9 Songs, 36 Minutes

EDITORS’ NOTES

While Joe Walsh’s 1985 album The Confessor is not the work of an artist out of ideas, it definitely reflects a man low on energy, and slowly coming undone. While those aren’t the qualities fans look for in a Joe Walsh record — or rock records in general, for that matter — The Confessor is nonetheless a fascinating listen that emits a distinct and often unsettling energy. “I Broke My Leg,” “Slow Dancing” and “15 Years” could accurately be described as ZZ Top on Quaaludes. Unlike contemporaneous songs by that famous group, Walsh’s embrace of drum machines did not result in a revitalized sound, but rather an atmosphere of claustrophobia. This is not necessarily a bad thing — “15 Years” bears a resemblance to the kind of warped blues you might hear in a roadhouse in a David Lynch film. When Walsh gets his blood up for “Good Man Down” the results are much more generic than the slow songs, which have a creepy allure. The album is anchored by its title song, an existential blues that eventually erupts in what is probably the angriest guitar work of Walsh’s career.

EDITORS’ NOTES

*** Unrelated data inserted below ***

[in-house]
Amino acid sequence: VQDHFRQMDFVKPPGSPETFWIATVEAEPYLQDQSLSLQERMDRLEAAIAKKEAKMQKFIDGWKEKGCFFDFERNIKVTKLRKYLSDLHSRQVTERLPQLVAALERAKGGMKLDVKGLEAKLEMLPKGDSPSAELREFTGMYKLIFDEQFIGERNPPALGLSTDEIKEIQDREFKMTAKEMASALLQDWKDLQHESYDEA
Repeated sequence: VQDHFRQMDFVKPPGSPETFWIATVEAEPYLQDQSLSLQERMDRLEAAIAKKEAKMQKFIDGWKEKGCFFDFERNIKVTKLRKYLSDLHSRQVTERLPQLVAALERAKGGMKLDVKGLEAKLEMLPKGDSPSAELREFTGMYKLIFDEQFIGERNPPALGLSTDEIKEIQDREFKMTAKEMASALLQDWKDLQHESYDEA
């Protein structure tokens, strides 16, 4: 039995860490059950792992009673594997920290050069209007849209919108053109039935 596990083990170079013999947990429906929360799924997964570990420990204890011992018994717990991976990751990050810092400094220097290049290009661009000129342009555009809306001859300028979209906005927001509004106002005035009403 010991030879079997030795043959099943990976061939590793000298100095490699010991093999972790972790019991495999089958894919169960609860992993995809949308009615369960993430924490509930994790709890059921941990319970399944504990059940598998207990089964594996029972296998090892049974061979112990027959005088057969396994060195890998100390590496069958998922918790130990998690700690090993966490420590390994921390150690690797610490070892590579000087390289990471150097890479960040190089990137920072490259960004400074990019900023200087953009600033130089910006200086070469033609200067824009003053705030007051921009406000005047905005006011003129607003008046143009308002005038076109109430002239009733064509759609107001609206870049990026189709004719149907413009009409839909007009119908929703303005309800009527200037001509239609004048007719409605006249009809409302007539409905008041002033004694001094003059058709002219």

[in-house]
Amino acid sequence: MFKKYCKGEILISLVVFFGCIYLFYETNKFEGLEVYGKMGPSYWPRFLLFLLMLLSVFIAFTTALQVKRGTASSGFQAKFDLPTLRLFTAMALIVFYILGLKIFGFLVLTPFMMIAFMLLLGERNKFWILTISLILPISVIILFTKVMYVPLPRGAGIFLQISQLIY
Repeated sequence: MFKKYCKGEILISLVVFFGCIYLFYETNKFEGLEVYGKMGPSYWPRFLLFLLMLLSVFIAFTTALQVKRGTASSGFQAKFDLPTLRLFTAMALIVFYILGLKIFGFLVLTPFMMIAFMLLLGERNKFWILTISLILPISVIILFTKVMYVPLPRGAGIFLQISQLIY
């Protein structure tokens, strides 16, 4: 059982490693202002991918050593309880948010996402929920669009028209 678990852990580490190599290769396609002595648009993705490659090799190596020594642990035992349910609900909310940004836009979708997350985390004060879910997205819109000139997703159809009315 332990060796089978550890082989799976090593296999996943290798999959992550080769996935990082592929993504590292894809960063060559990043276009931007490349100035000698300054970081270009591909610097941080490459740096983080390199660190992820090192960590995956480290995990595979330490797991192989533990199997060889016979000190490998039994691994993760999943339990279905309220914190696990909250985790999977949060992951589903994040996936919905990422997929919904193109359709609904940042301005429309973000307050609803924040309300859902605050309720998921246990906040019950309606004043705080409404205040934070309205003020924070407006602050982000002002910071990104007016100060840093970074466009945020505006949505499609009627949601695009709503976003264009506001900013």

While Joe Walsh’s 1985 album The Confessor is not the work of an artist out of ideas, it definitely reflects a man low on energy, and slowly coming undone. While those aren’t the qualities fans look for in a Joe Walsh record — or rock records in general, for that matter — The Confessor is nonetheless a fascinating listen that emits a distinct and often unsettling energy. “I Broke My Leg,” “Slow Dancing” and “15 Years” could accurately be described as ZZ Top on Quaaludes. Unlike contemporaneous songs by that famous group, Walsh’s embrace of drum machines did not result in a revitalized sound, but rather an atmosphere of claustrophobia. This is not necessarily a bad thing — “15 Years” bears a resemblance to the kind of warped blues you might hear in a roadhouse in a David Lynch film. When Walsh gets his blood up for “Good Man Down” the results are much more generic than the slow songs, which have a creepy allure. The album is anchored by its title song, an existential blues that eventually erupts in what is probably the angriest guitar work of Walsh’s career.

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